IN THE HIGH COURT OF SWAZILAND
Case No. 1314/16
In the matter between:
FARM CHEMICALS LIMITED
SOKHULU PARTNERS INVESTMENT (PTY) Ltd
AND 2 OTHERS
Neutral citation: Farm Chemicals Limited v Sokhulu Partners Investments (Pty) Ltd & 2 Others [1314/16]  SZHC 42 (21st March, 2018)
Coram: FAKUDZE, J
Heard: 6th February, 2018
Delivered: 21st March, 2018
Summary: Civil Procedure – Application for Summary Judgment – Plaintiff claims payment of certain sums of money resulting from the delivery and supply of goods at the Defendant’s instance and request – Defendant failing to pay and summons issued – Defendant opposes and Plaintiff applies for Summary Judgment –Defendant resists same alleging that no cause of action exists as all moneys owed were settled – triable issues also exist particularly the non disclosure by the Plaintiff in the combined summons of certain amounts :- Court fails to find triable issues – Plaintiff entitled to Summary Judgment.
 On or about 1st October, 2015, at Malkerns, the Plaintiff entered into a written credit agreement with the 1st Defendant. The 1st Defendant was at all material times represented by the 3rd Defendant. The Plaintiff was represented by its Financial Manager.
 The terms and conditions of the agreement were as follows:
2.1. The customer shall take the delivery of the goods at the company’s premises;
2.2. The company shall be entitled to effect partial delivery of goods from time to time, and the customer shall be obliged to accept such partial delivery of the whole order placed;
2.3. Ownership of the goods will only pass to the customer against payment of the whole of the contract price;
2.4. The goods shall be at the risk of the customer as soon as they leave the company premises, if the customer contracts his own transporter to effect delivery to the required site;
2.5. Should the customer refuse delivery of goods so ordered to be delivered by the company’s cartage contractor, the customer shall be responsible for any transport costs incurred for the said goods in addiction to the purchase price;
2.6 The contract price shall be paid to the customer free of exchange at the company’s address within thirty (30) days after the date of the company’s monthly statement;
2.7. In the event that the contract price is not paid within the thirty (30) days then the contract price in arrears of thirty (30) days from the date of the statement shall bear interest at the rate of 2% per month;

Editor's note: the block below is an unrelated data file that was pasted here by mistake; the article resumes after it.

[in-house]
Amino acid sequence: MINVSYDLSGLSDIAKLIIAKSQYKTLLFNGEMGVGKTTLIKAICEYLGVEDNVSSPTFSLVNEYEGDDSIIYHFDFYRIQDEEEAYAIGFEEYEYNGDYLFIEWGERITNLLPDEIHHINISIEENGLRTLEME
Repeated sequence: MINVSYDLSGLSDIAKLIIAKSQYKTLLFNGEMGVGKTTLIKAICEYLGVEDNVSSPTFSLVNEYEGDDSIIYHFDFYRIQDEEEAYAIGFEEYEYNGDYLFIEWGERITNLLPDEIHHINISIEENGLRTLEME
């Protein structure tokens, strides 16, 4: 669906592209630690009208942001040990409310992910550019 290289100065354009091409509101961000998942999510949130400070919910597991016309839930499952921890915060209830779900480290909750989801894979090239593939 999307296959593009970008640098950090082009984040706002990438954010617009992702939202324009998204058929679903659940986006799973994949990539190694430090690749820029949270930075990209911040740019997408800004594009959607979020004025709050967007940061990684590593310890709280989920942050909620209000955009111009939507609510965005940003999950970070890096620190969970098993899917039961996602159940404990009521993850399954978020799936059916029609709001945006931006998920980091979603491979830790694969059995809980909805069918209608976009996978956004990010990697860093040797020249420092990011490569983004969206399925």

2.8. In the event of it being necessary for the company to instruct attorneys to recover the contract price, or any portion thereof or any other monies due in the terms and conditions of the contract, then the customer shall pay the full attorney/client costs thereof incurred including collection commission at the maximum rates allowed by the Law Society of Swaziland.
 The Plaintiff tabulates the transactions resulting from the delivery of goods after the credit facility had been entered into as follows:-
22 December, 2015
 The total amount that the Defendant is being called upon to pay is Nine Hundred and Seventy Three Thousand and Fourteen Emalangeni Ninety Cents (E973.014.90). This amount is inclusive of the interest and travel/telephone costs. The Plaintiff is alleging that the 1st Defendant is refusing and/or failing to pay the aforesaid amount. This has resulted in the Plaintiff issuing out Combined Summons claiming this amount. The Plaintiff is further claiming interest at 9% per annum a tempore morae. A claim for costs of suit at attorney and client scale including collection commission is also being claimed.
 The 1st Defendant has filed the Notice of Intention to Defend the proceedings. The Plaintiff has filed an application for Summary Judgment.
Summary Judgment Application
 Following the filing of the Notice of Intention to Defend, the Plaintiff filed an application for Summary Judgment. The Plaintiff alleges that the 1st Defendant has filed the Notice to Defend to delay the payment. The Plaintiff alleges that the Defendant’s purported defence is not sustainable in law and in fact for the following reasons:-
ad cause of action
6.1 The first delivery occurred on the 2nd November, 2015. By that time, the 1st Defendant had paid an amount of Three Hundred and Five Thousand Emalangeni (E305,000.00) to the Plaintiff. The mind boggling question is why was this payment done when there were no goods delivered. It is submitted on behalf of the Plaintiff that this payment was directed towards previous transactions of the parties and not the current claim. For the Defendants to rely on payment of previous transactions goes to show that their defence is in bad faith.
6.2 The payment of the Three Hundred and Five Thousand Emalangeni (E305,000.00) goes against the import of the credit facility Agreement Clauses 3 and 5 which states that the contract shall be paid by the customer free of exchange at the company’s address within 30 days after the date of the company’s monthly instalment. Ownership of the goods will only pass to the customer against payment of the whole of the contract price.